Also reminiscent of the soon-to-be LP, this album features artists from across the country — often within the same song — both in prison and formerly incarcerated. For example, “Headed to the Streets” was written by B.L. Shirelle during her incarceration, sent to Mark Springer and Anthony McKinney at Warren Correctional Institution for composition, discussed for months between myself, Mark, and Ant over the phone and in letters, then recorded at WCI with a full band and Ant on the first hook and verse. Once B.L. was released from Muncy State Correctional Institution in December 2015, dr. Israel and I drove down to Philly and recorded her vocal there. This unique method of song-making —— a combination of production inside and outside prison walls—is what I’ll call the “Die Jim Crow model.”

The one song on the Die Jim Crow EP that does not feature vocals and/or instrumentation from Warren Correctional Institution is “Plastic Bag,” which was written, co-performed, and lived by Carl Dukes. Dukes spent 31 years in New York State prisons only to return to the streets homeless, even though his parole officer had promised him housing. The powerful outro is the voice of Apostle Heloise, who served four years also in the NYS system.

I hope this project creates constructive dialogue and action. Confronting and dismantling the broken American incarceration machine will take a mountain of work, of which Die Jim Crow is an exciting part. I hope the music makes you feel something real, something deep, something both disempowering and empowering, and puts you in the shoes of the artists who created it.

We look forward to continuing the journey.

 

Fury Young and DJC artist Apostle Heloise

Fury Young and DJC artist Apostle Heloise

DJC poster art, collage by Fury Young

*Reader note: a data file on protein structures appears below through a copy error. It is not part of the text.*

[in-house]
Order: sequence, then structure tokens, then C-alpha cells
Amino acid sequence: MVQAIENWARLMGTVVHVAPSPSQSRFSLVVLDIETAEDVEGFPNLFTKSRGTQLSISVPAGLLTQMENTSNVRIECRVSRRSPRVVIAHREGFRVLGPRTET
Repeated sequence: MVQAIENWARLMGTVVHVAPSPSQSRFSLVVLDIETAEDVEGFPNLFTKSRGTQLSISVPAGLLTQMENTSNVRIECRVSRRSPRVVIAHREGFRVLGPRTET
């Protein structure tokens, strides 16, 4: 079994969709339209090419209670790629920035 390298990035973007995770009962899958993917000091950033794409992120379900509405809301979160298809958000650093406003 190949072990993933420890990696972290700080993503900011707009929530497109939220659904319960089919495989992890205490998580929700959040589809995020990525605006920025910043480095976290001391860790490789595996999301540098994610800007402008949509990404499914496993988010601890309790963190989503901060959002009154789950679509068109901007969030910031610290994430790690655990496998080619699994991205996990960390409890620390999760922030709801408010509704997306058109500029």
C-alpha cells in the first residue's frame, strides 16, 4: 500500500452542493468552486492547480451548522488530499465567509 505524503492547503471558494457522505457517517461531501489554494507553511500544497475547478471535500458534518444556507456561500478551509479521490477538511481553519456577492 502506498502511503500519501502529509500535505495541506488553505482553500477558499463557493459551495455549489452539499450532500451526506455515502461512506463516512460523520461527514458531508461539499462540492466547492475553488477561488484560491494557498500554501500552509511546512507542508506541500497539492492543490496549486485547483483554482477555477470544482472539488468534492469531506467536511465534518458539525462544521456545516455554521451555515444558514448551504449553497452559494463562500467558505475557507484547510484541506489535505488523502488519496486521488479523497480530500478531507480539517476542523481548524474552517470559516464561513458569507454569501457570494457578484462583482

DJC poster art, collage by Fury Young

DJC artist Leon Benson at Pendleton Correctional Facility. Benson has served 17 years thus far for a murder he did not commit.

DJC artist Leon Benson at Pendleton Correctional Facility. Benson has served 17 years thus far for a murder he did not commit.

 

Follow Die Jim Crow at diejimcrow.com

facebook/twitter/instagram: /diejimcrow

youtube channel

 

 

From the Audience and Classroom at Oregon State Penitentiary

25 Jan

About the guest blogger: Michael Zinkowski has taught college-credit writing classes at Oregon State Penitentiary as well as youth correctional facilities in Oregon.

Yesterday I was an audience member for a play-in-progress entirely written and performed by inmates at Oregon State Penitentiary. For the last year, I’ve taught college-credit Writing courses there and one of my students invited me, looking for my feedback on the script he’d largely written. As both inmates and members of the “general public” entered and took their seats in the Chapel room, two guitarists and a keyboardist, all inmates, jammed together. It was a soaring prog-rock instrumental that carried us into the headspace we’d need to be for the play.